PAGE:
Building bleed into a vector program

If you use a vector program like ("Adobe Illustrator"), set the new document size to the trim size, Let's say 5x7 and pull any color or picture boxes outside the borders. Illustrator is a great single page design program for say postcards or flyers but doesn't facilitate building excess pages real well such as catalogs or printed books.

One common problem with designs in vector programs is the use of spreads. Spreads are the combination of two pages that will eventually form a folded piece. Most designers create a document with the overall size. When the printer gets the document he sometimes has to modify the document to his equipment for the final product. Modifications that we are talking about are very small and no commercial printer should alter art without discussing with the designer.

Designing the overall page can sometimes cause problems. In most cases, for example, you want to build a design for an 11x17 folded pamphlet or brochure. We know 11x17 folded is 8.5x11 but we create an 11x17 document. In building your design, you don't want your image to crossover or bleed over the fold so you create a picture placement box that ends at 8.5. When this document gets to the commercial printer he may have to separate the pages to build in creep or binding.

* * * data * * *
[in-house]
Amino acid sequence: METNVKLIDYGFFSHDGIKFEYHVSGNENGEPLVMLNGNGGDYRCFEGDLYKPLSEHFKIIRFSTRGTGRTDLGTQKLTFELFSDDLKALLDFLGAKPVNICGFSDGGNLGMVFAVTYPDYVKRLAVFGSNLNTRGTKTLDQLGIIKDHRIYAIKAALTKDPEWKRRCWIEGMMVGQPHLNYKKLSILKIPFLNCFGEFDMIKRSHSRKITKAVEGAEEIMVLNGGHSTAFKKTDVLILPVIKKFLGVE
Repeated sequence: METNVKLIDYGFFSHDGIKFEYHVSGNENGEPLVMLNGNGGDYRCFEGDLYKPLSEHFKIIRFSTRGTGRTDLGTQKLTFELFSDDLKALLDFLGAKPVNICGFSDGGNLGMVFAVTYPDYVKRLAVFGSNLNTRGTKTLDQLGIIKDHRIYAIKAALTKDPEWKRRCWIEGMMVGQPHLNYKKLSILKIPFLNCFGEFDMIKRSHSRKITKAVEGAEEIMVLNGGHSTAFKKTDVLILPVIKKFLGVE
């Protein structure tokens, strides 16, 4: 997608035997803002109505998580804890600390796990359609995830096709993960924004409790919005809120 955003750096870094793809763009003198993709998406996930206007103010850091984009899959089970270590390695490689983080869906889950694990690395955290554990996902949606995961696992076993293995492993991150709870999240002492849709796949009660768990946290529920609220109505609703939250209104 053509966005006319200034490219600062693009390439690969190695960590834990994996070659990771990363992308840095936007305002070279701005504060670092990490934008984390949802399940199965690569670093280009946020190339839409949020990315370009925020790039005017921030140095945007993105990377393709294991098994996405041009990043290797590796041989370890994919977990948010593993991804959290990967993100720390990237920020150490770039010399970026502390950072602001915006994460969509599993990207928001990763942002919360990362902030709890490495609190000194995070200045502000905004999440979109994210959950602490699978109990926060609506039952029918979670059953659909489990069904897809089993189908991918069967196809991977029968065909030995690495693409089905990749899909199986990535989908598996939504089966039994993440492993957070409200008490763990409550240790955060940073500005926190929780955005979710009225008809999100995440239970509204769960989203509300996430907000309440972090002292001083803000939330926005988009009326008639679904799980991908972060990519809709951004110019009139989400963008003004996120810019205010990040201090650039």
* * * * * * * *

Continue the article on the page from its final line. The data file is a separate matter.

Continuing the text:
By creating the document in 8.5x11 pages, he can use a page layout program and place the pages where and how he needs them for final results. This form of thinking is not always possible; such is the case of multiple folds in a design. One cannot really visualize the design in its multiple fold stages. In this case make the document the overall size of the trimmed piece and pull the picture placement boxes outside the borders, more than likely you will build the images to stop at the folds.

See also:
- Trapping in Printing
- Folding of Printed Products
- Bindings For Printed Products

Written by Odee prepress
The Odee Company